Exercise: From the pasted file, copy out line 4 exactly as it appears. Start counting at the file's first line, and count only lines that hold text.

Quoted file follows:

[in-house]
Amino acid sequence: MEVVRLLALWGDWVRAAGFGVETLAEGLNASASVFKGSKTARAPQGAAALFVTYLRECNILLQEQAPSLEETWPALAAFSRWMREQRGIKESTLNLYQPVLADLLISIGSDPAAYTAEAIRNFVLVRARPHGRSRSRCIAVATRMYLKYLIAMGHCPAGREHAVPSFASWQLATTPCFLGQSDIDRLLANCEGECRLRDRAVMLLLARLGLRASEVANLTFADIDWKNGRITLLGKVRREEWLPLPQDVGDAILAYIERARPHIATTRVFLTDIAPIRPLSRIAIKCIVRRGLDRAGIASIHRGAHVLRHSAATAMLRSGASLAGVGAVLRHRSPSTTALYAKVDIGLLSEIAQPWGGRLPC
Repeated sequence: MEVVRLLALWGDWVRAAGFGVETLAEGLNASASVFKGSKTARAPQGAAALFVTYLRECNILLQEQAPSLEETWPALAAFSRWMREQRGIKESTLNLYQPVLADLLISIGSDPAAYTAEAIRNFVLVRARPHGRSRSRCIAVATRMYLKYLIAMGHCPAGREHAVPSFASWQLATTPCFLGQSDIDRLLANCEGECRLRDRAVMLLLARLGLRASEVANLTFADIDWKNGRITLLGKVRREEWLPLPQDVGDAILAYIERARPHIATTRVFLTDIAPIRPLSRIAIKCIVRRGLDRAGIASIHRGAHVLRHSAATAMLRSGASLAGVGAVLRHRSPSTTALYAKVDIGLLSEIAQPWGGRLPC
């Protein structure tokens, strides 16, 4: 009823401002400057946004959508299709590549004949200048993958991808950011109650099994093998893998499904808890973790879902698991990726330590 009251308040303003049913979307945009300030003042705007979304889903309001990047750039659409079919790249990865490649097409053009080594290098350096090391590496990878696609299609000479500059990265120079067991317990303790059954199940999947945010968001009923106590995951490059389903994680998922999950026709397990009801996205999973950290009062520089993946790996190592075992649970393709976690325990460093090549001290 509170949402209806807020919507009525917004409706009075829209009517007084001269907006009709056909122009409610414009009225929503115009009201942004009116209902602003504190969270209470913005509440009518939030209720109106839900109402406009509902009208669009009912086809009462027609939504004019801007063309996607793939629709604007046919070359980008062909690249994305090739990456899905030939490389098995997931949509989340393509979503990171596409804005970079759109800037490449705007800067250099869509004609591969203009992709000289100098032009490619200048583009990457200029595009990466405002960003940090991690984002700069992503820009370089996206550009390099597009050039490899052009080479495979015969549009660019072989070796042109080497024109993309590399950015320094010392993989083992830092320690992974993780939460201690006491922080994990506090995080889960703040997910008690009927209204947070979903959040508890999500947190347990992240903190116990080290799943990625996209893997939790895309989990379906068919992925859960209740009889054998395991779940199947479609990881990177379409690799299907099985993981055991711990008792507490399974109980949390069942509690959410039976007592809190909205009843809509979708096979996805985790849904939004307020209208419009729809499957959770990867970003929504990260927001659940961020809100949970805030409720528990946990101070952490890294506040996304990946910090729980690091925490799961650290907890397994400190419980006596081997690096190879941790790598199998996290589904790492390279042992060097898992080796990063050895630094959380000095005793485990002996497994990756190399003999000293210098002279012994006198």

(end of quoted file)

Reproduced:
């Protein structure tokens, strides 16, 4: 009823401002400057946004959508299709590549004949200048993958991808950011109650099994093998893998499904808890973790879902698991990726330590 009251308040303003049913979307945009300030003042705007979304889903309001990047750039659409079919790249990865490649097409053009080594290098350096090391590496990878696609299609000479500059990265120079067991317990303790059954199940999947945010968001009923106590995951490059389903994680998922999950026709397990009801996205999973950290009062520089993946790996190592075992649970393709976690325990460093090549001290 509170949402209806807020919507009525917004409706009075829209009517007084001269907006009709056909122009409610414009009225929503115009009201942004009116209902602003504190969270209470913005509440009518939030209720109106839900109402406009509902009208669009009912086809009462027609939504004019801007063309996607793939629709604007046919070359980008062909690249994305090739990456899905030939490389098995997931949509989340393509979503990171596409804005970079759109800037490449705007800067250099869509004609591969203009992709000289100098032009490619200048583009990457200029595009990466405002960003940090991690984002700069992503820009370089996206550009390099597009050039490899052009080479495979015969549009660019072989070796042109080497024109993309590399950015320094010392993989083992830092320690992974993780939460201690006491922080994990506090995080889960703040997910008690009927209204947070979903959040508890999500947190347990992240903190116990080290799943990625996209893997939790895309989990379906068919992925859960209740009889054998395991779940199947479609990881990177379409690799299907099985993981055991711990008792507490399974109980949390069942509690959410039976007592809190909205009843809509979708096979996805985790849904939004307020209208419009729809499957959770990867970003929504990260927001659940961020809100949970805030409720528990946990101070952490890294506040996304990946910090729980690091925490799961650290907890397994400190419980006596081997690096190879941790790598199998996290589904790492390279042992060097898992080796990063050895630094959380000095005793485990002996497994990756190399003999000293210098002279012994006198």